The Challenges of Comparative Law and Transnational History

One of the ever-impressive aspects of working on transnational legal history is encountering the careers of many pioneering international lawyers. For an academic, one is struck by the polymath capabilities of those who moved between legal cultures and traditions well before the easy access of information that the internet has allowed.

What these internationalized careers help convey is that transnational law, and thus transnational legal history, is always concurrently engaged in comparative law. Distinct bodies of law formally divorced from any particular nation state, say WTO dispute resolution, are ever a hybrid amalgam of various national traditions, in construction and more so in practice.

In my own graduate education, I came to this realization first through the work of Yves Dezalay and Bryant Garth. Their first book, Dealing in Virtue, highlighted both this polymath quality in early international arbitrators and that the focal function of their abilities was not so much to practice professionally in distinct national settings (though many did) but to be able to navigate the linguistic and practical challenges of transnational spaces where these influences collided.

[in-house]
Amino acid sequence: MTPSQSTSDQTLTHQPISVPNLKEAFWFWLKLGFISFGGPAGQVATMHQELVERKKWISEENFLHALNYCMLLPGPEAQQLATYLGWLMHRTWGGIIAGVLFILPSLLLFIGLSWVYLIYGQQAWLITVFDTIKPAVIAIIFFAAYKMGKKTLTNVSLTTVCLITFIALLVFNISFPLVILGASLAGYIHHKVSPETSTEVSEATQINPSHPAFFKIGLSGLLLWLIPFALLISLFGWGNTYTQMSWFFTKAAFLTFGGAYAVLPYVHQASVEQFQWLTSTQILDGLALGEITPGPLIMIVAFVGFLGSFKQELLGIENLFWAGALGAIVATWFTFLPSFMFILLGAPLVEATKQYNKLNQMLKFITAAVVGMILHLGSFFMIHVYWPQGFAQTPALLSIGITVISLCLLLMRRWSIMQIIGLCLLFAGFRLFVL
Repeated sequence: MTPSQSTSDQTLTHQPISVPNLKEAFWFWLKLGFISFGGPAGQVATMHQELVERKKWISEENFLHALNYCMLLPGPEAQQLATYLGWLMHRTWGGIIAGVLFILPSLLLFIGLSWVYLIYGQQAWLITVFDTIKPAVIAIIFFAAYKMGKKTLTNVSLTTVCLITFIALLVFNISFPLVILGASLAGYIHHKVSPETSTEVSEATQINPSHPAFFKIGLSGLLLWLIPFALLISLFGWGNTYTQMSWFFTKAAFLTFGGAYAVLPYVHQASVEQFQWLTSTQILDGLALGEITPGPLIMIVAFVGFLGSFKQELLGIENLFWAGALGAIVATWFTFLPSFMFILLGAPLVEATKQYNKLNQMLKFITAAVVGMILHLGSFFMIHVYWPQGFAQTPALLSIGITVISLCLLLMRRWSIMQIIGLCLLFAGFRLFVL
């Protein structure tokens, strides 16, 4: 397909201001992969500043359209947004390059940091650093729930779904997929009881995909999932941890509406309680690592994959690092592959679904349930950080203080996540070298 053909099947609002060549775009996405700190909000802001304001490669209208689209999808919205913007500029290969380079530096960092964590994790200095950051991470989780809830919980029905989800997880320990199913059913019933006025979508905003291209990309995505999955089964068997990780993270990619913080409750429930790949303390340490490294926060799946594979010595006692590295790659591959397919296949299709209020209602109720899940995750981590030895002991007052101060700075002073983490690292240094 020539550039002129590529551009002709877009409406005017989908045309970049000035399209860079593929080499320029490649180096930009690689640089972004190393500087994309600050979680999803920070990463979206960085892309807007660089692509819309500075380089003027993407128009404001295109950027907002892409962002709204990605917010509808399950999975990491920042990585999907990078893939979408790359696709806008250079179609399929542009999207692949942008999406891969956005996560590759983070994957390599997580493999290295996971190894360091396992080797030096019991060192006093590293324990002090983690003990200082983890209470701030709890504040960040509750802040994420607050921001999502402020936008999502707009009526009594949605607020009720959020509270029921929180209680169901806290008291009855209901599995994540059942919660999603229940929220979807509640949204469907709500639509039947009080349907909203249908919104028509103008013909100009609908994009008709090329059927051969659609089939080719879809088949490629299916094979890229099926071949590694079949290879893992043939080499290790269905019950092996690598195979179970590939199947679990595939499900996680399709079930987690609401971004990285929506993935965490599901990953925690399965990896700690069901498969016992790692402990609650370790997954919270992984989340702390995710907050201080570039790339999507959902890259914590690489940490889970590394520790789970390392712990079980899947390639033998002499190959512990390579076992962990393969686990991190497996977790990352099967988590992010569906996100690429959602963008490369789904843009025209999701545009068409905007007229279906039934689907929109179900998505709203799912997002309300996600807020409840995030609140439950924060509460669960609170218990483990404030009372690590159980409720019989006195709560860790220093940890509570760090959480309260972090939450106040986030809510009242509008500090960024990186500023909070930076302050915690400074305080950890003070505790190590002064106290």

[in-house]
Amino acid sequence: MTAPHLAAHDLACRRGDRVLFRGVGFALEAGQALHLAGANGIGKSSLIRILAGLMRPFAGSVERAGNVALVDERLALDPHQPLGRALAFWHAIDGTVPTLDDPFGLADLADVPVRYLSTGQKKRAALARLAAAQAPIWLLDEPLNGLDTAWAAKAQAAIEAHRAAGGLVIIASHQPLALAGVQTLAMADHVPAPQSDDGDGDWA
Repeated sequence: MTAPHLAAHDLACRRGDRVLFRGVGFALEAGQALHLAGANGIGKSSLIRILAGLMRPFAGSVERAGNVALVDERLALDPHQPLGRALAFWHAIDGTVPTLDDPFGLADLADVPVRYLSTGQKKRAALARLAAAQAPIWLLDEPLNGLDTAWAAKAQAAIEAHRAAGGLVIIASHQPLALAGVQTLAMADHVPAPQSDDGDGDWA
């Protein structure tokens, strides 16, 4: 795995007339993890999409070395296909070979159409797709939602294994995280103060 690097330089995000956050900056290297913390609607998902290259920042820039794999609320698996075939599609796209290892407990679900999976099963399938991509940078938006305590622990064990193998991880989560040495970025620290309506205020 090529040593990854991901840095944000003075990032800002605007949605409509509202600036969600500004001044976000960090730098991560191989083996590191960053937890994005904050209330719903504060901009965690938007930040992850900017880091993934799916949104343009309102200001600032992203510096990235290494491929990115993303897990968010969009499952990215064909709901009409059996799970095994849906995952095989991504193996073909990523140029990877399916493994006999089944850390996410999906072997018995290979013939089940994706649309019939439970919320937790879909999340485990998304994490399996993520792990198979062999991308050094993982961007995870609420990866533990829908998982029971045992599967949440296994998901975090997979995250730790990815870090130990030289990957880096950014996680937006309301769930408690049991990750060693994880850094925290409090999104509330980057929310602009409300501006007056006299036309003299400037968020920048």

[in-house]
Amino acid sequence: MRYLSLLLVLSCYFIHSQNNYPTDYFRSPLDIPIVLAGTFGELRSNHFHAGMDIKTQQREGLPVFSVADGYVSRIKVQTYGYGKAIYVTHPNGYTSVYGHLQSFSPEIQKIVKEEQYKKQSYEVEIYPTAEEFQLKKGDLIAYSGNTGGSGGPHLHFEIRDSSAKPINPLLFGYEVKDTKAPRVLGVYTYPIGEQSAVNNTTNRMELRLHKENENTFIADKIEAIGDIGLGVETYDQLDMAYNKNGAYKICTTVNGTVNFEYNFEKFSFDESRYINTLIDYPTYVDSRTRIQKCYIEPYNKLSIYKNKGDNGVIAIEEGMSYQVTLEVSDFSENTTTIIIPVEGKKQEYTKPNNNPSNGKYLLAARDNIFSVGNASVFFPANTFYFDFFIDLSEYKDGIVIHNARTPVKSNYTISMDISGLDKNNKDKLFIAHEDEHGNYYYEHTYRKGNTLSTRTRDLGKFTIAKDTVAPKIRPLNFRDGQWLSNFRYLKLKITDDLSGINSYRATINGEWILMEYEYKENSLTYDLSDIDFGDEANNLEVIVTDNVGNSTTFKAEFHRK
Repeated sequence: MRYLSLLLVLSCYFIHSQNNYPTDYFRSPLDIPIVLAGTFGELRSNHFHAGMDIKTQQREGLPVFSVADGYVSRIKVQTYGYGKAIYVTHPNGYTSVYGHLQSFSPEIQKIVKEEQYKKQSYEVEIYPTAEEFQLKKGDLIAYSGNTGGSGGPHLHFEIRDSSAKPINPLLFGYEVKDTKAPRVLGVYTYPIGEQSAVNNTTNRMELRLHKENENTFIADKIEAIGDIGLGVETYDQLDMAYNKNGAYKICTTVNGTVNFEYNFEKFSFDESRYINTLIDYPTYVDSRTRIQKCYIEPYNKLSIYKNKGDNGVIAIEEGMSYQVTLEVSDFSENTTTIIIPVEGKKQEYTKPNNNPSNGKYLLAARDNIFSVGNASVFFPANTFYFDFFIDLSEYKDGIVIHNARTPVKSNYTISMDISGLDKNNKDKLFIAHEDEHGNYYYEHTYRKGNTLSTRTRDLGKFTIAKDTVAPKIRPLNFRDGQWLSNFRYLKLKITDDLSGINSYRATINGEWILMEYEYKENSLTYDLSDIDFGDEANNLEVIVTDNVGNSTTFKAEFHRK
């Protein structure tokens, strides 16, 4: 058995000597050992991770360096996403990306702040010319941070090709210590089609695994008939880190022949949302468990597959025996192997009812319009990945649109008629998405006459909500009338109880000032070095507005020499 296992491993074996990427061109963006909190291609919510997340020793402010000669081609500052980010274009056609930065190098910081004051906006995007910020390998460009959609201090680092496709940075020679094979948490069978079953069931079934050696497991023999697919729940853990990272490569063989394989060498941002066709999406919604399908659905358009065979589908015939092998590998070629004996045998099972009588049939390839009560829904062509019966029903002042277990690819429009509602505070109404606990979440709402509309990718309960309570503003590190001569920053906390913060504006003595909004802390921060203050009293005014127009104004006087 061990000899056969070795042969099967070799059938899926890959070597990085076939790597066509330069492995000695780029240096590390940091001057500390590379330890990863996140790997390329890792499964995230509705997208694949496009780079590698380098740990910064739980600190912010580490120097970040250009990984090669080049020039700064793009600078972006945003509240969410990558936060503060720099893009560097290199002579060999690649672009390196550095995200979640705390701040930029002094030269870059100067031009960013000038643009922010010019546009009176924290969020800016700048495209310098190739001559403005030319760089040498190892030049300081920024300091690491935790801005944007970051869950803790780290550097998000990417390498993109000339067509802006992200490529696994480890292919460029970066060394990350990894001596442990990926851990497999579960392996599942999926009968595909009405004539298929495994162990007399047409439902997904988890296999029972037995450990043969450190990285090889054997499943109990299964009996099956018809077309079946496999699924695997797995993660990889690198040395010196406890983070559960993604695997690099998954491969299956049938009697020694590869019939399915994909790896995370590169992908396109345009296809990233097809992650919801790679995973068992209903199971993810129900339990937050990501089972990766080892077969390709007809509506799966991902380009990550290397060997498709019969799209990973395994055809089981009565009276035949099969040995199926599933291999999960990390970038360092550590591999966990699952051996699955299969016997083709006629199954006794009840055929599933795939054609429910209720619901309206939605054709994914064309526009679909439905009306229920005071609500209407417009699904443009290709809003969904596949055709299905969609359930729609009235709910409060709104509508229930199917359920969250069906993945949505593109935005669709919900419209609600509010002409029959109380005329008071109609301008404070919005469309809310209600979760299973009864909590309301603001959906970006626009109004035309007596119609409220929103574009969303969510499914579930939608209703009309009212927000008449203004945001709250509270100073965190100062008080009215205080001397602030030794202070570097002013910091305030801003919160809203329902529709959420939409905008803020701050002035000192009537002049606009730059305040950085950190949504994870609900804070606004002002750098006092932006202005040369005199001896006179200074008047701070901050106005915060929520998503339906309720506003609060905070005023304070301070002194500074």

During my research for Futility, I came to appreciate this for many of the missionaries I studied. The term “cosmopolitan” is often used quite superficially, and today can simply denote a well-funded travel itinerary that substitutes taxi driver conversations for cultural immersion. By contrast, I was taken with, and without any personal religious sentiment, the serious intellectual rigor with which many dedicated missionaries confronted their transnational, inter-cultural challenges.

Even though I would come to be critical of the overall impact of missionaries on Sino-American relations, I could find little fault with the reflexive positions many missionaries eventual came to. John Nevius was one example who challenged my own preexisting assumptions about the critical cosmopolitanism of missionaries, and who was considered an iconoclast in Chinese missionary circles for his committed focus on local ownership and criticisms of naïveté about unequal power relationships in inter-cultural contexts

Wu Jinxiong (Wiki)